Julius Robert Oppenheimer is likely the
first name that comes to mind when one mentions the atomic bomb. He is
credited with the creation of the devastating device in the early 1940s, a
version of which was used in two instances during World War II. In the
summer of 1945 bombs were dropped on two Japanese cities and Japan
surrendered shortly thereafter.
Oppenheimer was born in New York City on April 22, 1904. He grew up in
New York and attended the Ethical Culture School there. Early on, he became
especially interested in languages and would learn one quickly just so he
could read a text in its original form. He was also very interested in math
and science, and considered a serious student and a rather intense person by
After he graduated from Harvard University in 1925, Oppenheimer studied
at Cambridge University in England and pursued a PhD in Germany. He returned
to the U.S. in 1929 and began teaching at the University of California at
Berkeley and at the California Institute of Technology.
Oppenheimer became deeply concerned by the rise of fascism in the 1930s
and took a strong stand against it. In 1939, when it became known to the
U.S. that Germans had split the atom, the implication was that the Nazis
could develop extremely powerful weapons. This realization prompted
President Roosevelt to establish the Manhattan Project in 1941. In June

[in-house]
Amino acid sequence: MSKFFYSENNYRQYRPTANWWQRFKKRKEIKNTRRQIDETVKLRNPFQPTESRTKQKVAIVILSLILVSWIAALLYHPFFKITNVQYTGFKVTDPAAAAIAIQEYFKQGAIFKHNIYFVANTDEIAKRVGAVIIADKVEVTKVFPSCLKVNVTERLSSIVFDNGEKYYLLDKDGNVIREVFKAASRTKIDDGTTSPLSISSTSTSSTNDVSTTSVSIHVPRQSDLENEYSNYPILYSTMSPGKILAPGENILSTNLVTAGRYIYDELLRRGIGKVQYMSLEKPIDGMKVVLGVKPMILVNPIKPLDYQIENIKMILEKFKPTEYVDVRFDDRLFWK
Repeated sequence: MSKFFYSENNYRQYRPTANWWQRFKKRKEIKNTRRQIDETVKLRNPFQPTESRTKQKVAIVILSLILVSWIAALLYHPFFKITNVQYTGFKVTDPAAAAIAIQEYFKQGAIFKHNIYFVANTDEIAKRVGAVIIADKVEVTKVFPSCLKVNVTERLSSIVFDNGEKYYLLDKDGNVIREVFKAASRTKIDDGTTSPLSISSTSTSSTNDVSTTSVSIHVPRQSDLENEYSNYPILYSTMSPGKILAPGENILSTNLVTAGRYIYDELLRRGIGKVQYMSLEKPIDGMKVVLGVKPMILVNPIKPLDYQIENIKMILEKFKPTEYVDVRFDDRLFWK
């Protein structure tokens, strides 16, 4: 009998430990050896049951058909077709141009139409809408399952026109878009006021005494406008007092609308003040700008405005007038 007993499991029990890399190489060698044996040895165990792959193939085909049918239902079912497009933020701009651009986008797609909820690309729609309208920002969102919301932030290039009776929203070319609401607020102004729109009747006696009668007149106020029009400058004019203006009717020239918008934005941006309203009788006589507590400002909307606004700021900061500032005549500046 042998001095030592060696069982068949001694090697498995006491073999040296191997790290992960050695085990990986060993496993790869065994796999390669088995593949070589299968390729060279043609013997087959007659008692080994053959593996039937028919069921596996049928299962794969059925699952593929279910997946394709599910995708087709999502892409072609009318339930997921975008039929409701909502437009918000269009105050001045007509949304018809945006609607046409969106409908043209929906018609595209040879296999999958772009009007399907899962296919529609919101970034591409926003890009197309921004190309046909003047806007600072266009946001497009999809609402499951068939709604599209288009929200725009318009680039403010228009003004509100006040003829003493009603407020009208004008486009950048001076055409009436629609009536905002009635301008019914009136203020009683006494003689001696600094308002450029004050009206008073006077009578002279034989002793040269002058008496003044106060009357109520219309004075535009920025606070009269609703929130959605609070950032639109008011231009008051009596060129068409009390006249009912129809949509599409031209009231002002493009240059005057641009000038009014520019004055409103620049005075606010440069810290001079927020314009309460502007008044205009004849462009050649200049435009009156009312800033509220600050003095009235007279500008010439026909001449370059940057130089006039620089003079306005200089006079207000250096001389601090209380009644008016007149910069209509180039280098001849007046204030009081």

1942, Robert Oppenheimer was appointed its director.
Oppenheimer set up a new research station to develop atomic and other
types of weapons at Los Alamos, New Mexico. Meanwhile, research was also
being done at Columbia University, the University of Chicago, and in Oak
Ridge, Tennessee, Oppenheimer invited the most established physicists to Los
Alamos to work on creating and atomic bomb. Eventually he was managing a
team of more than three thousand people.
On July 16, 1945, Oppenheimer witnessed the first explosion of an atomic
bomb in the New Mexico desert, and, some say, changed the world forever.
Within a month, two atomic bombs were dropped on Japanese cities. Japan
surrendered on August 10, 1945.
After the war, Oppenheimer chaired the U.S. Atomic Energy Commission. He
opposed developing an even more powerful hydrogen bomb. When President
Truman finally approved it, Oppenheimer did not argue, but partly due his
initial reluctance the political climate turned against him. On December 21,
1953, Oppenheimer was accused of treason for delaying the naming of Soviet
agents, and also for opposing the building of the hydrogen bomb. Although he
was cleared of the charges, his security access was taken away and his
contract as adviser to the Atomic Energy Commission was terminated.
Oppenheimer later held the academic post of director of the Institute of
Advanced Study at Princeton University. In 1963, President Lyndon B. Johnson
presented Oppenheimer with the Enrico Fermi Award of the Atomic Energy
Commission. Oppenheimer retired from Princeton in 1966. He died of throat
cancer in 1967.